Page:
Step Forward

I am not an intern at The End. I don't work for a street team, and I don't have an acoustic Puddle of Mudd cassingle to give you. I don't believe that the roses on Speakerboxxx—or even The Love Below— really smell like poo-poo. I not only resisted the impulse to trade in the new TV on the Radio and Fiery Furnaces discs for beer money, but I dutifully scoured the entirety of each and rather enjoyed doing so.

These caveats may not earn a sliver of your respect for what I am about to proclaim—A Perfect Circle's Thirteenth Step was my favorite album of 2003—and maybe they shouldn't. These guys are, after all, a hastily arranged supergroup of Lost Angels steakheads and session players. Head count: On guitar and bass, throwaway glam-brats from Smashing Pumpkins and Marilyn Manson; on skins, the dinosaur-old drummer-for-hire from the Vandals; composing the majority of the music, Nine Inch Nails' friggin' guitar tech; and on vocals, the musclehead dwarf from Tool. In a wig.

Miraculously, this motley crew of faux-goth, alt-rock pinups ditched the let's-write-three-minute-Tool-songs approach that made 2000 debut Mer de Noms such a nonevent and delivered a gorgeously morose, single-free concept album about addiction, self-loathing, manipulation, and, surprisingly, the refusal to surrender. (The titular "thirteenth step" is likely a sinister postscript to standard 12-step self-help programs.) Maybe NIN and Alice in Chains al­ready covered this ground in the mid-'90s; maybe APC routinely undermine their own artful flourishes by releasing videos for "Weak and Powerless" and "The Outsider" oozing with half-naked babes; maybe Step is occasionally beset by segue filler ("Crimes," "Lullaby") that dulls its dramatic thunder.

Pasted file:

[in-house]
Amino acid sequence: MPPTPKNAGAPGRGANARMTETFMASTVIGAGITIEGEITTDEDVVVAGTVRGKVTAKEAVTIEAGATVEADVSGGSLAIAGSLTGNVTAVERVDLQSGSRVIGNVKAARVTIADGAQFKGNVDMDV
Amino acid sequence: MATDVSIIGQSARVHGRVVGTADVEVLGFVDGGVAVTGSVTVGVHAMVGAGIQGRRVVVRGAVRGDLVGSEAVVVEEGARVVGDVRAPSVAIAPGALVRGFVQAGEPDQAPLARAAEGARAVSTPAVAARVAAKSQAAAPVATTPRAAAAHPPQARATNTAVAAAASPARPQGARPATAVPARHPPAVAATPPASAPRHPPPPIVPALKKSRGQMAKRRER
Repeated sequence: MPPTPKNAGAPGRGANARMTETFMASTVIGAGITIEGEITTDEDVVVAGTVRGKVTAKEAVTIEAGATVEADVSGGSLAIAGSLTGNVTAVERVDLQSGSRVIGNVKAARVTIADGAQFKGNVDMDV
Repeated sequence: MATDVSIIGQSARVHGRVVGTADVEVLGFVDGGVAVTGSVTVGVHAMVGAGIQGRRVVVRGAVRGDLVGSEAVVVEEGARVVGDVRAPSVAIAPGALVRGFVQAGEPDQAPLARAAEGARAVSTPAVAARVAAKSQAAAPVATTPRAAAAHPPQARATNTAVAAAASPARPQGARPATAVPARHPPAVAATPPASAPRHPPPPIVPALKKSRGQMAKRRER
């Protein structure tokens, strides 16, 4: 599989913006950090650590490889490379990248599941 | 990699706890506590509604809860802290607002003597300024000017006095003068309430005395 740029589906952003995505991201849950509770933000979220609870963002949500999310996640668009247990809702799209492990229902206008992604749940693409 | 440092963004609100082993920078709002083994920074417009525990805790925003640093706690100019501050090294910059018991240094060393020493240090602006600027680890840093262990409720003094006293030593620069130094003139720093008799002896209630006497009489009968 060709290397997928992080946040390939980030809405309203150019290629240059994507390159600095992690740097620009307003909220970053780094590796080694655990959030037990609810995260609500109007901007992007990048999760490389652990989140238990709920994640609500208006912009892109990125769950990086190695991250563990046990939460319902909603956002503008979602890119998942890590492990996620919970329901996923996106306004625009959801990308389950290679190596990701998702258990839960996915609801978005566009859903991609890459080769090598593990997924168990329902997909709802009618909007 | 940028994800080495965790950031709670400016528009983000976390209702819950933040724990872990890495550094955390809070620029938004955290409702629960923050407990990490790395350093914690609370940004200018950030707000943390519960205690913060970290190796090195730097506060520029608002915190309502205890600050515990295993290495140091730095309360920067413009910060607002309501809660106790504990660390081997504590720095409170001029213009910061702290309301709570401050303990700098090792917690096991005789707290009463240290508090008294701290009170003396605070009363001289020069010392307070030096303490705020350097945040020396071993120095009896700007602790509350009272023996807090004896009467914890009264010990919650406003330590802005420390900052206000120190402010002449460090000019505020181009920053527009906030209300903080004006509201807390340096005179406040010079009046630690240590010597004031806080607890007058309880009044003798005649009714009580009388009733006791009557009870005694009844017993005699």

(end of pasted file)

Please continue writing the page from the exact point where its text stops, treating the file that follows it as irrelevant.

Maybe. But the first four cuts alone trump the collective output of all the players combined, with the exception of vocalist Maynard James Keenan, who has long successfully toyed with the murkiest, most uncomfortable subject matter in Tool. "The Package" establishes his narrator's insatiable appetite immed­iately; Keenan almost incoherently lusts for a new fix while disorienting, staccato percussion and power chords storm around him. Yet, it's one of the few Tool-reminiscent tracks on Step. Keenan—who has called APC the outlet for his "feminine side"—is rumored to have butted heads with guitarist Billy Howerdel while writing the material, which was ultimately adjusted to suit the frontman's operatic stylings.

The alterations fit. During "Weak and Powerless," "The Noose," and "Blue," trite soft-loud dynamics are throttled in favor of delay-heavy, tempered meditations on overdoses and the afterlife. On "Noose," Keenan exhaustedly wonders, "I'm more than just a little curious how you're planning to go about making your amends to the dead." Sounds like another in a litany of impossible processes, his side project's specialty. Hope they hang around to (fail to) show us the way for at least one more record.

abonazelli@seattleweekly.com

A Perfect Circle play the Tacoma Dome with the Mars Volta at 8 p.m. Fri., April 9. $35.

 
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